NEW YORK — The presents may not yet be wrapped and under the tree, but at least they’re in transit with a tracking number.
With spending increasingly moving online, a new set of winners emerged as the Black Friday holiday shopping weekend came to a close.
“We are seeing a fundamental shift in who’s considered winners and losers coming out of Black Friday this year,” Bloomberg Intelligence analyst Jennifer Bartashus said.
Prognosticators went into Thanksgiving expecting this holiday shopping season to be one of the best since the recession, possibly rivaling the boom days of the mid-2000s.
The economy is growing, gas prices are low and median wages have been rising.
But not everyone can come out on top.
Gone are the days of Thanksgiving-night stampedes. Americans spent a record $7.9 billion online on Cyber Monday, up more than 19 percent from last year’s totals, making it the largest digital shopping day of all time in the United States, according to Adobe Analytics.
But mobile and desktop spending wasn’t just a Monday phenomenon. It came on top of the $3.7 billion spent on Thanksgiving Day and $6.2 billion on Black Friday itself.
Amazon.com reaped a lot of those rewards.
Despite Amazon’s encroachment, big-box retailers still know how to pull off a dynamite Black Friday. Walmart, Best Buy and Target all kicked off holiday promotions weeks before the big weekend but still found ways to entice buyers with the Black Friday doorbusters and promotions they’ve become famous for.
“Target and Walmart seemed to do the best job of picking up toy market share,” Barclays analysts said in a note.
Best Buy was a winner in TV sales, KeyBanc analysts wrote, helped in part by its unlikely ally — Amazon, which has partnered with the nation’s biggest electronics chain to sell smart televisions embedded with Amazon’s Fire platform.
Teen, Toy Retailers
The two biggest sellers on Cyber Monday were both toys — WowWee’s Fingerlings and L.O.L. Surprise by MGA Entertainment, both of which had made Toy Insider’s Hot 20 list. Nintendo Switch came in third, though it was the No. 1 online purchase made on Thanksgiving Day itself, Adobe data show.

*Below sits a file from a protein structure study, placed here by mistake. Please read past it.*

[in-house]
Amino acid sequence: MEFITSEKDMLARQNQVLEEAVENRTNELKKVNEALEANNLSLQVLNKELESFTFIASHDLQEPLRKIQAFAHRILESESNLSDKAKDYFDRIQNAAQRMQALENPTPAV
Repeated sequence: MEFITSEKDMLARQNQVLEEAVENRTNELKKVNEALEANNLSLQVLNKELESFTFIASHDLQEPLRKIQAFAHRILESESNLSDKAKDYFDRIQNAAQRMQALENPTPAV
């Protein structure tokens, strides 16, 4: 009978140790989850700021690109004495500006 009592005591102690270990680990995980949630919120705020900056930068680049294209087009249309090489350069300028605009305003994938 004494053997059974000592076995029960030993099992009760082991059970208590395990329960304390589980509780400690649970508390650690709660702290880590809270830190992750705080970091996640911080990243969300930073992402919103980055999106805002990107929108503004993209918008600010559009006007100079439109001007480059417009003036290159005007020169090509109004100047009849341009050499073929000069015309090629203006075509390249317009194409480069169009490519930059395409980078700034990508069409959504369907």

Although some crowded big-box and department stores made it look like the 2000s, the overall traffic trend was down.
U.S. store traffic was down 1 percent on Thanksgiving and Black Friday combined versus 2017 levels, according to ShopperTrak.
RetailNext, which measures store traffic, found that brick-and-mortar sales during the four-day period from Thanksgiving to Sunday were down 6.6 percent.
Retailers’ Web Teams
Some legacy retailers also found their less-than-robust websites couldn’t keep up with the influx of traffic.
Home-improvement store Lowe’s temporarily showed an error message on Friday afternoon. J. Crew’s homepage went down Friday, too, with a full-page banner asking customers to “hang on a sec” amid higher than normal traffic.
ARTICLE CONTINUES BELOW ADVERTISEMENT
Lululemon Athletica said on Facebook late Thanksgiving that it was “working hard to get the dot com running smoothly again.” Even Walmart reported some issues amid higher than expected web traffic.
It appears gun sales were down this holiday season. While there is no exact count of firearms sold in America, a common barometer is the bureau’s National Instant Criminal Background Check System, and it showed background checks down more than 10 percent on Black Friday this year.